SilkAir jet's multi-stop flight across the Pacific

It took three days and three stops for Captain John Lee and his co-pilots to fly SilkAir's shiny new Boeing jet home from Seattle in the United States.

The single-aisle plane, not built for long-haul flying, had to stop for refuelling and to give the crew time for rest.

Not that anyone complained.

"We spent the first night at Waikiki Beach in Honolulu, Hawaii. None of us had been there before, so it was exciting.

"We had local food and nice fresh cold beers. It was good fun," said Capt Lee, 42, chief pilot of SilkAir's Boeing 737 fleet.

His message to his team: "We work hard and we remain focused. But when it's time to relax, we relax."

Capt Lee and three other pilots, including one from Boeing, as well as five engineers flew the first of SilkAir's 54 new Boeing jets from Seattle to Singapore.

The plane arrived at Changi Airport at about 11.40am on Wednesday, in time for its public debut at the Singapore Airshow on Friday.

It had left the Boeing factory in Seattle on Sunday, arriving in Honolulu after a four-hour flight.

The next morning, it was off to Majuro (Marshall Islands) in the Pacific Ocean.

Capt Lee said: "The runway is built on an atoll, so it's as if you're landing on an aircraft carrier; water on your right and left. The weather was perfect and everything went well. We refuelled and were back in the air in an hour."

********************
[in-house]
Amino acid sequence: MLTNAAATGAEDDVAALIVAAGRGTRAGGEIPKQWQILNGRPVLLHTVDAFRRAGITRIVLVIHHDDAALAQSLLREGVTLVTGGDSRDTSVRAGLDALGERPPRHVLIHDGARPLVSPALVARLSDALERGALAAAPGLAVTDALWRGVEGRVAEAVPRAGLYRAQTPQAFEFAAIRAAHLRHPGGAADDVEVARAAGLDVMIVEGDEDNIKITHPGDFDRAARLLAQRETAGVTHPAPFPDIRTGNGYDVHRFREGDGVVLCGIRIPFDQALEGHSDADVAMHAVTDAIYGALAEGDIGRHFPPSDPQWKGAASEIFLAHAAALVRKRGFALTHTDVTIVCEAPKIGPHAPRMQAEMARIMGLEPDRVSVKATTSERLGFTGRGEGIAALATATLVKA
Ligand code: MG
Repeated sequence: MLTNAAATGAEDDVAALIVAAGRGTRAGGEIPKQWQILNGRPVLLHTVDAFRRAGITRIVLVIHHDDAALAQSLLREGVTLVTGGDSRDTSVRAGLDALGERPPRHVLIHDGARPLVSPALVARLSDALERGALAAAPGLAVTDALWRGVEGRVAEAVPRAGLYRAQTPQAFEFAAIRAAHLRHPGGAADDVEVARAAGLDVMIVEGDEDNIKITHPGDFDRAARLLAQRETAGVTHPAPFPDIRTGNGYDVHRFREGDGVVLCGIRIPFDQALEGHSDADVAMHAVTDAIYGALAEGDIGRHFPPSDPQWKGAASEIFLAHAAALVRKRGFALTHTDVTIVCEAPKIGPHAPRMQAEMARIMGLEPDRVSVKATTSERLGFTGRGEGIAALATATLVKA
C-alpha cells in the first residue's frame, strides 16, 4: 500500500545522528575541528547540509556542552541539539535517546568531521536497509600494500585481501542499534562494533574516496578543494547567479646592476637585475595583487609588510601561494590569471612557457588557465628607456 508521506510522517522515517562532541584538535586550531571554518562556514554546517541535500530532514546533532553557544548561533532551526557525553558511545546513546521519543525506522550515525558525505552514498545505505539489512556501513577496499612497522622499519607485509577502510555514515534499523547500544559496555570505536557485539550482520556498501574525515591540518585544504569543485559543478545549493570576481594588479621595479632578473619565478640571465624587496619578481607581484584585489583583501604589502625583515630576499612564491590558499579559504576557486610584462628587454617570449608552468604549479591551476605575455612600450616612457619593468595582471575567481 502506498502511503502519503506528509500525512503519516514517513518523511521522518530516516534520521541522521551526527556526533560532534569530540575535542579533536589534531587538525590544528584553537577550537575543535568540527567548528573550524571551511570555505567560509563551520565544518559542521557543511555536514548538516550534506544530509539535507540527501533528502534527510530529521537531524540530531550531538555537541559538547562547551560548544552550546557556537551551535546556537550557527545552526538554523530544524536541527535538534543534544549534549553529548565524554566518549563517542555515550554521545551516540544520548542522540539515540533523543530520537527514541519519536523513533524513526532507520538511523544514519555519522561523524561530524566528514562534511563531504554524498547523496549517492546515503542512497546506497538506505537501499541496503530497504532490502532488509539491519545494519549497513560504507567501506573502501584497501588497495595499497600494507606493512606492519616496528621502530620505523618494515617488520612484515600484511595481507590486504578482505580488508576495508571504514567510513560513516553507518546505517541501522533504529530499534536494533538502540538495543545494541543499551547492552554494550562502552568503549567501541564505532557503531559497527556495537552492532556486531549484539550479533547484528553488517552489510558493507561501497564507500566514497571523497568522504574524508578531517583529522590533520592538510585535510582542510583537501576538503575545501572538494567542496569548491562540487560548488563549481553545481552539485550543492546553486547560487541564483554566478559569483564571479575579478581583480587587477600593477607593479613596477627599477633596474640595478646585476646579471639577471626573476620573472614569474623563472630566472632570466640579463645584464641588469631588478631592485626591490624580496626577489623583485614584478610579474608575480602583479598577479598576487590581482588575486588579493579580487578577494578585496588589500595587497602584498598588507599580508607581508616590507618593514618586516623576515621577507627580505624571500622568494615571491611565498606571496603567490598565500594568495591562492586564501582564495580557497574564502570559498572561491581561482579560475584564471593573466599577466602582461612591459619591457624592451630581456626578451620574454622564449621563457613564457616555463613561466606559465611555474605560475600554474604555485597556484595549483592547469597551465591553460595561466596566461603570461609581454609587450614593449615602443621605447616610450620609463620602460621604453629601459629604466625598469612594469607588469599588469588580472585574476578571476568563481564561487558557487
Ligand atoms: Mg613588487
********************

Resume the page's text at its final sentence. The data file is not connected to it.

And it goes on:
Four hours later, the team was in Guam, also in the Pacific Ocean, for the second night stop.

"It had been a long day, so we had a nice quiet evening," he said.

The final leg brought the crew back home. They had clocked a total flight time of 21 hours and 40 minutes.

Capt Lee said: "Everything went well and we had good support from the Boeing team the entire journey."

The best part is he gets to do it all over again in two weeks - when he brings home the second aircraft.

The rest of the fleet will make their way to Singapore over the next seven years.

SilkAir's order for the 54 Boeing jets - its biggest ever - is for fleet renewal and expansion.

When it previously used Airbus, it would fly new planes home from Toulouse, France or Hamburg, Germany.

Capt Lee said: "I will bring home the first four Boeing jets and after that, as our pilots are progressively trained, they can go."

His wife, with whom he has two children, is already complaining.

He said: "She told me I have enough time to just clear my bags, do the laundry and re-pack."

But she will soon pack her bags as well. Capt Lee said: "I plan to take her with me to Seattle for one of the delivery trips and from there, she can take a commercial flight back while I bring the Boeing home."

Get a copy of The Straits Times or go to for more stories.